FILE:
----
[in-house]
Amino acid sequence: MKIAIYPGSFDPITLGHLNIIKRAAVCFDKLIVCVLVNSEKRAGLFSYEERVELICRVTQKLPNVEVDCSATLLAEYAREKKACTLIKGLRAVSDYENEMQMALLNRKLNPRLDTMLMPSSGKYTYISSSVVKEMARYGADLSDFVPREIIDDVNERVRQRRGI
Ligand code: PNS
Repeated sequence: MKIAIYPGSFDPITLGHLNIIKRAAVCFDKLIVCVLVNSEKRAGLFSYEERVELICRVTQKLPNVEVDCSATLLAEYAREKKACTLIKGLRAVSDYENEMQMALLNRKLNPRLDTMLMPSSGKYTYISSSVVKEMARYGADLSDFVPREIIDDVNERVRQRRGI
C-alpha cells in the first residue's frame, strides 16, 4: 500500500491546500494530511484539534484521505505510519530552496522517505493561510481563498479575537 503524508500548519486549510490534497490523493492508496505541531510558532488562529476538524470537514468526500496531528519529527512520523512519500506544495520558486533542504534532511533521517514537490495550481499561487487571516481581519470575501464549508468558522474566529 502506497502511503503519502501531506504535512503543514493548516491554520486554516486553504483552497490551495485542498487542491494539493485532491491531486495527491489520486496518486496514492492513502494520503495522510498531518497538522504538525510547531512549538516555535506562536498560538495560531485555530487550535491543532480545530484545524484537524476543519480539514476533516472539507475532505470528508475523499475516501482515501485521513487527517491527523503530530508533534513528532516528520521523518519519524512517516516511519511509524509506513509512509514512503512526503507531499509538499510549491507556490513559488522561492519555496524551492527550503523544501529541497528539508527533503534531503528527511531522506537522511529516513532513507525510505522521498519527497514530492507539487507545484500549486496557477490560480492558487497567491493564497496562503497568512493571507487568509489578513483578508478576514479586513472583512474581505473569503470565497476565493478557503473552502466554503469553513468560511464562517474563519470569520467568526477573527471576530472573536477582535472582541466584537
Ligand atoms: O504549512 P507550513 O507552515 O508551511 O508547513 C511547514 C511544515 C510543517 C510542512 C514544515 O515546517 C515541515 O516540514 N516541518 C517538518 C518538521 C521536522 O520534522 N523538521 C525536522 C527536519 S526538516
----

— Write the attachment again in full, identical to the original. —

[in-house]
Amino acid sequence: MKIAIYPGSFDPITLGHLNIIKRAAVCFDKLIVCVLVNSEKRAGLFSYEERVELICRVTQKLPNVEVDCSATLLAEYAREKKACTLIKGLRAVSDYENEMQMALLNRKLNPRLDTMLMPSSGKYTYISSSVVKEMARYGADLSDFVPREIIDDVNERVRQRRGI
Ligand code: PNS
Repeated sequence: MKIAIYPGSFDPITLGHLNIIKRAAVCFDKLIVCVLVNSEKRAGLFSYEERVELICRVTQKLPNVEVDCSATLLAEYAREKKACTLIKGLRAVSDYENEMQMALLNRKLNPRLDTMLMPSSGKYTYISSSVVKEMARYGADLSDFVPREIIDDVNERVRQRRGI
C-alpha cells in the first residue's frame, strides 16, 4: 500500500491546500494530511484539534484521505505510519530552496522517505493561510481563498479575537 503524508500548519486549510490534497490523493492508496505541531510558532488562529476538524470537514468526500496531528519529527512520523512519500506544495520558486533542504534532511533521517514537490495550481499561487487571516481581519470575501464549508468558522474566529 502506497502511503503519502501531506504535512503543514493548516491554520486554516486553504483552497490551495485542498487542491494539493485532491491531486495527491489520486496518486496514492492513502494520503495522510498531518497538522504538525510547531512549538516555535506562536498560538495560531485555530487550535491543532480545530484545524484537524476543519480539514476533516472539507475532505470528508475523499475516501482515501485521513487527517491527523503530530508533534513528532516528520521523518519519524512517516516511519511509524509506513509512509514512503512526503507531499509538499510549491507556490513559488522561492519555496524551492527550503523544501529541497528539508527533503534531503528527511531522506537522511529516513532513507525510505522521498519527497514530492507539487507545484500549486496557477490560480492558487497567491493564497496562503497568512493571507487568509489578513483578508478576514479586513472583512474581505473569503470565497476565493478557503473552502466554503469553513468560511464562517474563519470569520467568526477573527471576530472573536477582535472582541466584537
Ligand atoms: O504549512 P507550513 O507552515 O508551511 O508547513 C511547514 C511544515 C510543517 C510542512 C514544515 O515546517 C515541515 O516540514 N516541518 C517538518 C518538521 C521536522 O520534522 N523538521 C525536522 C527536519 S526538516